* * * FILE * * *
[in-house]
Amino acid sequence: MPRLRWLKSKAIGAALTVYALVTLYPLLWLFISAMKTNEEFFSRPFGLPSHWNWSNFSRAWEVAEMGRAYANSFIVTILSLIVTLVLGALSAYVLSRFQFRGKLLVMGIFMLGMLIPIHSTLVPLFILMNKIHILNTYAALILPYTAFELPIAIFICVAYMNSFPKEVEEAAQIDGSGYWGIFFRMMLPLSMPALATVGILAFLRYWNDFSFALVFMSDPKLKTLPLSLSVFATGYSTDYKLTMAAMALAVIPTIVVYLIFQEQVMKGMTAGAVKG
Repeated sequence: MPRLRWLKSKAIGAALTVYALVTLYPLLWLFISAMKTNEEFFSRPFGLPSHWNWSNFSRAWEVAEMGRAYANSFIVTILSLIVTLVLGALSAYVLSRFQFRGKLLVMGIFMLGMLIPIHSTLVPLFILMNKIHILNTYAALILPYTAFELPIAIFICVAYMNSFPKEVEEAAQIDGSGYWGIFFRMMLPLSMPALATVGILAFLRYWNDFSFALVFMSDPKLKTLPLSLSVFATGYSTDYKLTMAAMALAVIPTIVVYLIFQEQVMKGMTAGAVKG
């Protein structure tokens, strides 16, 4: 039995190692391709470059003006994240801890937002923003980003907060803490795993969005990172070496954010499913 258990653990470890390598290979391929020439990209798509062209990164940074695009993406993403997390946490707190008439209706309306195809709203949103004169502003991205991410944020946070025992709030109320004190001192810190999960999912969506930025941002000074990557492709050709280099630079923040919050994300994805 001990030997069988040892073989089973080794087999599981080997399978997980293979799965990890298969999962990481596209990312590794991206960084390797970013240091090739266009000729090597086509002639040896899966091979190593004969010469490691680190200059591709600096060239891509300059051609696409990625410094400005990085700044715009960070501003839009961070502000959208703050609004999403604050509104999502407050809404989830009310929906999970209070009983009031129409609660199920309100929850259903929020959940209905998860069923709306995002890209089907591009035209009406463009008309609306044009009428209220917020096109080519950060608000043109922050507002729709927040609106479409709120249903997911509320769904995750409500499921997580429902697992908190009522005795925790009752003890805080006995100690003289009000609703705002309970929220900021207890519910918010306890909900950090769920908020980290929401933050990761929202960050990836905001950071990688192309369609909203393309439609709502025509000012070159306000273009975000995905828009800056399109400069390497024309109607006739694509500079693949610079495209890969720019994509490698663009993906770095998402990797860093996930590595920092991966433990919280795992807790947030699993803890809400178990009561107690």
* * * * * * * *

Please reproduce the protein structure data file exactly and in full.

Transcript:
[in-house]
Amino acid sequence: MPRLRWLKSKAIGAALTVYALVTLYPLLWLFISAMKTNEEFFSRPFGLPSHWNWSNFSRAWEVAEMGRAYANSFIVTILSLIVTLVLGALSAYVLSRFQFRGKLLVMGIFMLGMLIPIHSTLVPLFILMNKIHILNTYAALILPYTAFELPIAIFICVAYMNSFPKEVEEAAQIDGSGYWGIFFRMMLPLSMPALATVGILAFLRYWNDFSFALVFMSDPKLKTLPLSLSVFATGYSTDYKLTMAAMALAVIPTIVVYLIFQEQVMKGMTAGAVKG
Repeated sequence: MPRLRWLKSKAIGAALTVYALVTLYPLLWLFISAMKTNEEFFSRPFGLPSHWNWSNFSRAWEVAEMGRAYANSFIVTILSLIVTLVLGALSAYVLSRFQFRGKLLVMGIFMLGMLIPIHSTLVPLFILMNKIHILNTYAALILPYTAFELPIAIFICVAYMNSFPKEVEEAAQIDGSGYWGIFFRMMLPLSMPALATVGILAFLRYWNDFSFALVFMSDPKLKTLPLSLSVFATGYSTDYKLTMAAMALAVIPTIVVYLIFQEQVMKGMTAGAVKG
């Protein structure tokens, strides 16, 4: 039995190692391709470059003006994240801890937002923003980003907060803490795993969005990172070496954010499913 258990653990470890390598290979391929020439990209798509062209990164940074695009993406993403997390946490707190008439209706309306195809709203949103004169502003991205991410944020946070025992709030109320004190001192810190999960999912969506930025941002000074990557492709050709280099630079923040919050994300994805 001990030997069988040892073989089973080794087999599981080997399978997980293979799965990890298969999962990481596209990312590794991206960084390797970013240091090739266009000729090597086509002639040896899966091979190593004969010469490691680190200059591709600096060239891509300059051609696409990625410094400005990085700044715009960070501003839009961070502000959208703050609004999403604050509104999502407050809404989830009310929906999970209070009983009031129409609660199920309100929850259903929020959940209905998860069923709306995002890209089907591009035209009406463009008309609306044009009428209220917020096109080519950060608000043109922050507002729709927040609106479409709120249903997911509320769904995750409500499921997580429902697992908190009522005795925790009752003890805080006995100690003289009000609703705002309970929220900021207890519910918010306890909900950090769920908020980290929401933050990761929202960050990836905001950071990688192309369609909203393309439609709502025509000012070159306000273009975000995905828009800056399109400069390497024309109607006739694509500079693949610079495209890969720019994509490698663009993906770095998402990797860093996930590595920092991966433990919280795992807790947030699993803890809400178990009561107690």